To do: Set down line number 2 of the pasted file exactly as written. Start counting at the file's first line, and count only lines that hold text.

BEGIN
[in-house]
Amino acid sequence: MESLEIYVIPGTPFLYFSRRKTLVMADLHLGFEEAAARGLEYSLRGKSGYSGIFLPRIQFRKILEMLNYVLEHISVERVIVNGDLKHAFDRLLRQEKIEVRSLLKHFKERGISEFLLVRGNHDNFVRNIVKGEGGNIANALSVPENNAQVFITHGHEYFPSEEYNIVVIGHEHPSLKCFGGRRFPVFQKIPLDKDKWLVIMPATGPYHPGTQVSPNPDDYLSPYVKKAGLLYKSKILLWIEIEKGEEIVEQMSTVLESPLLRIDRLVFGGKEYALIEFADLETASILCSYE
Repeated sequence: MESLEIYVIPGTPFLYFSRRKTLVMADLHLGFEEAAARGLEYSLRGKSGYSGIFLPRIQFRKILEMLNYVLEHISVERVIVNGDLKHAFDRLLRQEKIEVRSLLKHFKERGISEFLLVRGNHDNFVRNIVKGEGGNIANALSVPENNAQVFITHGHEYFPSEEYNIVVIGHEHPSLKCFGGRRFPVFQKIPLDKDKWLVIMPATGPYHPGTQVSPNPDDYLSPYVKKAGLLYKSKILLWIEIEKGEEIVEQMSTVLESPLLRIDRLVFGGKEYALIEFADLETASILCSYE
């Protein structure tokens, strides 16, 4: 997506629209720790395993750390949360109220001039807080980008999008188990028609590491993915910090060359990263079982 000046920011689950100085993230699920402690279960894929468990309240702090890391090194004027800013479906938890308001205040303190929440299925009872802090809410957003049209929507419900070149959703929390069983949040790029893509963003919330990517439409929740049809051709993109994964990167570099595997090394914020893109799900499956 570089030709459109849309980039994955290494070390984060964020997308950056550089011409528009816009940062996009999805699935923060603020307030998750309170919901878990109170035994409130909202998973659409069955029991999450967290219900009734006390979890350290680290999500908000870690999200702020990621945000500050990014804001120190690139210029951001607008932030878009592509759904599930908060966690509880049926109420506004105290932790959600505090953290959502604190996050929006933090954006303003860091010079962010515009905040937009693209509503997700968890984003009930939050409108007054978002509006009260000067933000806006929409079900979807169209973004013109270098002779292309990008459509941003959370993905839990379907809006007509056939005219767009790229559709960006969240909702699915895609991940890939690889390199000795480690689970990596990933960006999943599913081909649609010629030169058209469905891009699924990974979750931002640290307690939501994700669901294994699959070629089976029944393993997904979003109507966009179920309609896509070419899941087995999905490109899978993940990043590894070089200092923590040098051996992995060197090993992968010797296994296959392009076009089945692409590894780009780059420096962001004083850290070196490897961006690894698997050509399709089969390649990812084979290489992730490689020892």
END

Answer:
Amino acid sequence: MESLEIYVIPGTPFLYFSRRKTLVMADLHLGFEEAAARGLEYSLRGKSGYSGIFLPRIQFRKILEMLNYVLEHISVERVIVNGDLKHAFDRLLRQEKIEVRSLLKHFKERGISEFLLVRGNHDNFVRNIVKGEGGNIANALSVPENNAQVFITHGHEYFPSEEYNIVVIGHEHPSLKCFGGRRFPVFQKIPLDKDKWLVIMPATGPYHPGTQVSPNPDDYLSPYVKKAGLLYKSKILLWIEIEKGEEIVEQMSTVLESPLLRIDRLVFGGKEYALIEFADLETASILCSYE